Every Master shield (type 4) is worth 8 shields of type 1, or any valid combination in between. For example, you could have one shield of type 3, one shield of type 2 and two of shield type 3, to produce one sheild of type 4. The C key will bring up a window of statistics telling you how many characters of each type there are in the entire maze. The number after the Master shield includes the nearest number of Master shields the computer *expects* from all the other shields. This is based on the mathematical relationship:

total no. of shields that need to be collected to complete the game

= (total type 1)*8 + (total 2)*4 + (total 3)*2 + (total 4)

But it's up to you to make sure that puzzles are not impossible to solve due to a missing shield of a certain type!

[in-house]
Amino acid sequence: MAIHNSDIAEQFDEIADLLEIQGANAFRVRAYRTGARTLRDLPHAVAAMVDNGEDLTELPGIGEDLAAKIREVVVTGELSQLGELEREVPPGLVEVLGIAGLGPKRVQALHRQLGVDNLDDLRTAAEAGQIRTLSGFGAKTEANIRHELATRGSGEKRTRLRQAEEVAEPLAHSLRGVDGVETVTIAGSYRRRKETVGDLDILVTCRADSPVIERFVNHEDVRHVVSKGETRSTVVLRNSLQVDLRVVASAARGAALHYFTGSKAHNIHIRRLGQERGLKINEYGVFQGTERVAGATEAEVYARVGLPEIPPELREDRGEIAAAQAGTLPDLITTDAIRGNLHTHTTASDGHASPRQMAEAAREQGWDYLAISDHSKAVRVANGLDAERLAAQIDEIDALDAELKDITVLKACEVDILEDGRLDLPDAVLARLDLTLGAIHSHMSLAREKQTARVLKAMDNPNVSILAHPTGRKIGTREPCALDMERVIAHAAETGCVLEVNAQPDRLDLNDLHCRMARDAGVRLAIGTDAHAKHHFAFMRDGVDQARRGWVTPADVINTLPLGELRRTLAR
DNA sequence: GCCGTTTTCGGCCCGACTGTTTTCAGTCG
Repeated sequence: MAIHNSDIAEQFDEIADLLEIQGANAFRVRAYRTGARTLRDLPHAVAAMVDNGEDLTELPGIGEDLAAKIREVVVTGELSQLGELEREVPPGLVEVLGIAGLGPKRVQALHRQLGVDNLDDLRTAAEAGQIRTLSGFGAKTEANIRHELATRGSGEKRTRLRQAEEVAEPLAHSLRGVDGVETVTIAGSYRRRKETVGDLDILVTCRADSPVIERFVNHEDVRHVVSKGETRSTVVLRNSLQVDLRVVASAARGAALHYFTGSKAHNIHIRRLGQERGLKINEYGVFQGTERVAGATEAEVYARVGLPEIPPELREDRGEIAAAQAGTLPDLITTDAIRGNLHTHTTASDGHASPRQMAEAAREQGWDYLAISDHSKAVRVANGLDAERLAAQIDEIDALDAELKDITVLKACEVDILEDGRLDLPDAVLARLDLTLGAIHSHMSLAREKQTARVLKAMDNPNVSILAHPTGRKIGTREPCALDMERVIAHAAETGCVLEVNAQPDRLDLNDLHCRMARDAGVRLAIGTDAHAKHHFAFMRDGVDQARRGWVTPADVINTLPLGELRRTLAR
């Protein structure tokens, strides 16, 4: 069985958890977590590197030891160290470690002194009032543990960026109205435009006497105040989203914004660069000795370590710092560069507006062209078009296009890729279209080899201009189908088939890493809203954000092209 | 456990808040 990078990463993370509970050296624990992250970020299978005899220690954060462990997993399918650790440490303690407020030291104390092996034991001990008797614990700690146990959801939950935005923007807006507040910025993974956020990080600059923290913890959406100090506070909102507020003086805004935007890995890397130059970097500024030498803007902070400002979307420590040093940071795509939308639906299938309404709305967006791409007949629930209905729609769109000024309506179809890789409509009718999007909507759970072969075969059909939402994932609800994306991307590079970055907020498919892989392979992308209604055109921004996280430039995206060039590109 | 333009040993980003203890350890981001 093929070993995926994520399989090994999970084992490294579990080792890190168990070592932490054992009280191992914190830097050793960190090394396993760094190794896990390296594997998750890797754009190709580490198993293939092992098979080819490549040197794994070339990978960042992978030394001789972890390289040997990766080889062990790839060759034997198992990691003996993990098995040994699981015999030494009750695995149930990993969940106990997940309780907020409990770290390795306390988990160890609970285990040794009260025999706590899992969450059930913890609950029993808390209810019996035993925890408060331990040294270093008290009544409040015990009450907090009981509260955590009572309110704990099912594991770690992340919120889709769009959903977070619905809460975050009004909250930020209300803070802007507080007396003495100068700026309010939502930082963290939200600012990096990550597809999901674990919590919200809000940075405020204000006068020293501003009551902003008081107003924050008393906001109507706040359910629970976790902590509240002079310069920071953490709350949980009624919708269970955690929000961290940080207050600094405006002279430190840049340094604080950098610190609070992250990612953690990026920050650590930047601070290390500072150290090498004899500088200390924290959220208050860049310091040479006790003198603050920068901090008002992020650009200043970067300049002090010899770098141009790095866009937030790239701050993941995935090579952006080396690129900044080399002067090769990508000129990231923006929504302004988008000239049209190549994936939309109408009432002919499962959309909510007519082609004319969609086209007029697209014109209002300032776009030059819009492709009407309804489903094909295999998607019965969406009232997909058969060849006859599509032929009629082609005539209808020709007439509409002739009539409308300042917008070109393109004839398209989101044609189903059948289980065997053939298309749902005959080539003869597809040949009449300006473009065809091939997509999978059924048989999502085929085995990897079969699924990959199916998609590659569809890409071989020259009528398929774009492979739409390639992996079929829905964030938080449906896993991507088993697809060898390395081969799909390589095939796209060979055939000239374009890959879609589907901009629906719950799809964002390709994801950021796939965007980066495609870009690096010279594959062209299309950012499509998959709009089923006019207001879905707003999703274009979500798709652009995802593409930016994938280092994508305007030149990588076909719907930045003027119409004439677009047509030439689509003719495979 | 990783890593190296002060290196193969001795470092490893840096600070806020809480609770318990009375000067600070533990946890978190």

Thanks to the design of the game, screens are easy to test out. Each time you press 1 from the main menu to play the game you start from the point reached on the previous game. So if you are about to make a risky move, or want to try out a puzzle arranged with the Editor:

  1. Press ESCAPE to quit the game/editor and return to the main menu;
  2. Save your current position (see below);
  3. 3. Try out your next move, and
  4. 4. If necessary press ESCAPE and reload your previous position.

However, to complete the game you may not take this short-cut because you must start the game from the beginning if you are to collect all of the Master shields, i.e. zeroise the counter at the bottom right of the screen!

Press 3 from the main menu to enter the sprite editor. Like the screen editor, there are two windows in the lower section of the display: one shows characters available for editing, the other the character at its true size. The editing window above is an exploded view of the current character in which the design takes place.

Key operations work slightly differently insofar as pressing SHIFT-1 to 8 will display the character corresponding to the one in the character window. Keys 0 to 3 (without SHIFT) will colour the square at the cursor position in black, red, green, or yellow respectively. Use the cursor keys to move around the editing window.